StreetPass plays a significant role in Bravely Default. Find out how!
Square Enix has been amazing about getting Bravely Default: Flying Fairy into the hands of players over the past few months. The five playable demos on the Nintendo 3DS eShop have provided a great avenue for players to test out many aspects of the game, including the AR features, battle gameplay, inventory management, and character jobs. With the fifth demo, Square Enix throws all that and more into the mix to give players a great impression of the final product, which hits store shelves in Japan later this month.
In my previous set of impressions, I talked extensively about the battle system, including details about the “brave” and “default” system used when fighting. Unlike the previous demos, however, the latest demo gives you a more comprehensive experience, giving you access to a town area, world map, and the ability to save your game. Perhaps the coolest inclusion in the demo is StreetPass functionality. In the second demo, players were introduced to Tiz, a boy from the village of Norwend. In the opening cut scene sequence of the demo, the village gets destroyed, which essentially gives Tiz the motivation to embark on a quest. Though Tiz is away from the village, the game gives you the option of trying to rebuild Norwend through StreetPass functionality.
Norwend as seen on the touch screen
The demo allows you to StreetPass up to 20 people, who you can use to rebuild various aspects of the city. In this mode, which you can access from the touch screen when in the town of the latest demo, players try to build up the economy of the town by using the StreetPassed people to make weapons, clear out dilapidated areas of town, or open up shops. The more people you StreetPass, the faster the village is going to be rebuilt. As I mentioned, all of this is performed on the touch screen. For example, there was an area that needed to have some rocks cleared out of the way, indicated by an icon on the map. After touching the icon, you are shown how much time (in real time) it will take your StreetPassed characters to accomplish their goal. You aren’t able to do everything from the start however, as some of the rebuilding requires certain items to complete. It’s a great use of StreetPass and gives an already beefy game even more content. On top of that, you are able to bring the 20 StreetPassed friends into the full retail version of the game.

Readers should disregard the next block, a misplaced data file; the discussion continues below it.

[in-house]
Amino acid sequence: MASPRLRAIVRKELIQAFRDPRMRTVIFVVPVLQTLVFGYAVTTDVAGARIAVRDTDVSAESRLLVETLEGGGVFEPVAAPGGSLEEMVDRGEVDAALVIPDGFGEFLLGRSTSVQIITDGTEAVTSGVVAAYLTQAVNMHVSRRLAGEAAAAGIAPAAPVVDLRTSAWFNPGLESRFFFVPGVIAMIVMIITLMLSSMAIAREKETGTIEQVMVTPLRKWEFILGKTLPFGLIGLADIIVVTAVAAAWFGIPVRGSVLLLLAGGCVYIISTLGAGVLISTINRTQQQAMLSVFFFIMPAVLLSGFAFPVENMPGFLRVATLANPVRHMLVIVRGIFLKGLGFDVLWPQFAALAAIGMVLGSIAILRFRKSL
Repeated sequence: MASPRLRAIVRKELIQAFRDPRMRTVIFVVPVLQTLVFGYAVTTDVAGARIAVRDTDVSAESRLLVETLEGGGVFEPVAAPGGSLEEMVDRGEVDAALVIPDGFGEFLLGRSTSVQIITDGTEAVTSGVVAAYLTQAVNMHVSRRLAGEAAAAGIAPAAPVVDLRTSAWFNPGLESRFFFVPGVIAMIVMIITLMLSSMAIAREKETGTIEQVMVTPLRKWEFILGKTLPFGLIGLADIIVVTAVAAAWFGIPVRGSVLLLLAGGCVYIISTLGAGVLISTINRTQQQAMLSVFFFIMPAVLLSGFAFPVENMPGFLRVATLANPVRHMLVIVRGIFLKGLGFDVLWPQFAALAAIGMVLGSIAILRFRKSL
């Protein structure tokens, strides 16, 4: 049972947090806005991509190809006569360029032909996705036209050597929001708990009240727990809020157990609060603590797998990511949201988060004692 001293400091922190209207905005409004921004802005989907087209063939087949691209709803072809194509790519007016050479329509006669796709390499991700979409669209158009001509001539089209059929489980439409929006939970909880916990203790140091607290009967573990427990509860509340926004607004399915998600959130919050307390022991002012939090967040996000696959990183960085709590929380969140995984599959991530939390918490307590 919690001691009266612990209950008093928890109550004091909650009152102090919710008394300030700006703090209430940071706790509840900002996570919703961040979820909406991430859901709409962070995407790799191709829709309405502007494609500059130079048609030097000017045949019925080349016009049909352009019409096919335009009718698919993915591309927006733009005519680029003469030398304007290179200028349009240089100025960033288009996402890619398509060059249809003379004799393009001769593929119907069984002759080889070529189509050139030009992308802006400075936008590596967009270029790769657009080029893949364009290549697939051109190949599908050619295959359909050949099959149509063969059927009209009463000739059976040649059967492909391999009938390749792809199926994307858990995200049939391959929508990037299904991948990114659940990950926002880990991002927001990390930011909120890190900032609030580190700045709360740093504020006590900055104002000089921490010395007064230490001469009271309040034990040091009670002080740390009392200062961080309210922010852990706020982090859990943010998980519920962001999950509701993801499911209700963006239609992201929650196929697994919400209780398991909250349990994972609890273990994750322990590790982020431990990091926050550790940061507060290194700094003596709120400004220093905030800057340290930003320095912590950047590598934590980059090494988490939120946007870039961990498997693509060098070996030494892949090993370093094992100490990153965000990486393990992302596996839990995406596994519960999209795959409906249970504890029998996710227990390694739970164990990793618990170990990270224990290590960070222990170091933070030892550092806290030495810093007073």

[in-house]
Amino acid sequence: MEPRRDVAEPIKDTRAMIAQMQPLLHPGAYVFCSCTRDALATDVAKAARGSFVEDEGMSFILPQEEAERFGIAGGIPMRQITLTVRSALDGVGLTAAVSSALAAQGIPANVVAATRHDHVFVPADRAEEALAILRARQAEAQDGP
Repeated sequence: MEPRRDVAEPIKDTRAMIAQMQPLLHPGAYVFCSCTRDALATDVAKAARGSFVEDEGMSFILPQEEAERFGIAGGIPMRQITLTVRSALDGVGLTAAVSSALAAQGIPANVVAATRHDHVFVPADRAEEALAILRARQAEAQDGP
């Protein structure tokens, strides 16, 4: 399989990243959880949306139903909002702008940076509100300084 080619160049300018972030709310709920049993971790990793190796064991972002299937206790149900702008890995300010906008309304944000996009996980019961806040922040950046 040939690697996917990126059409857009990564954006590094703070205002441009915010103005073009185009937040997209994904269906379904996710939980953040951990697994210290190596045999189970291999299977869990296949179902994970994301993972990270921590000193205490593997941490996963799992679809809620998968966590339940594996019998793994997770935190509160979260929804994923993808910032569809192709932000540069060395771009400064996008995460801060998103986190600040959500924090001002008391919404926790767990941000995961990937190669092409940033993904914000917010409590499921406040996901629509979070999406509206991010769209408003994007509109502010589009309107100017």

As I mentioned above, this demo is the comprehensive demo version of Bravely Default. Players are able to battle enemies, choose jobs and abilities, purchase and sell weapons, fool around with equipment, and much more. I can’t stress enough how beautiful the game looks. The town showcased in the demo is constructed around enormous windmills with a giant clock in the middle of the town. Upon first entering the village, the camera is panned out, making the environment look like a painting. As soon as you move your character, the camera zooms in to give you a closer look at your character as well as other villagers and shops in the area. It’s a really unique touch and I can honestly say it’s something I haven’t seen implemented in any other RPG.
Get dat work done, son!
At its core, Bravely Default: Flying Fairy is a traditional RPG with new elements implemented into the battle system and gorgeous visuals and art direction. The StreetPass functionality, which is a fun distraction, gives players a reason to constantly check on the game as well. Bravely Default features multiple endings, over 20 jobs, and 300 abilities. While the game is set to launch in Japan on October 11, there is still no release date for the West. At this point, if you don’t own a Japanese 3DS, all you can do is cross your fingers and implore Square Enix to localize the game for the West.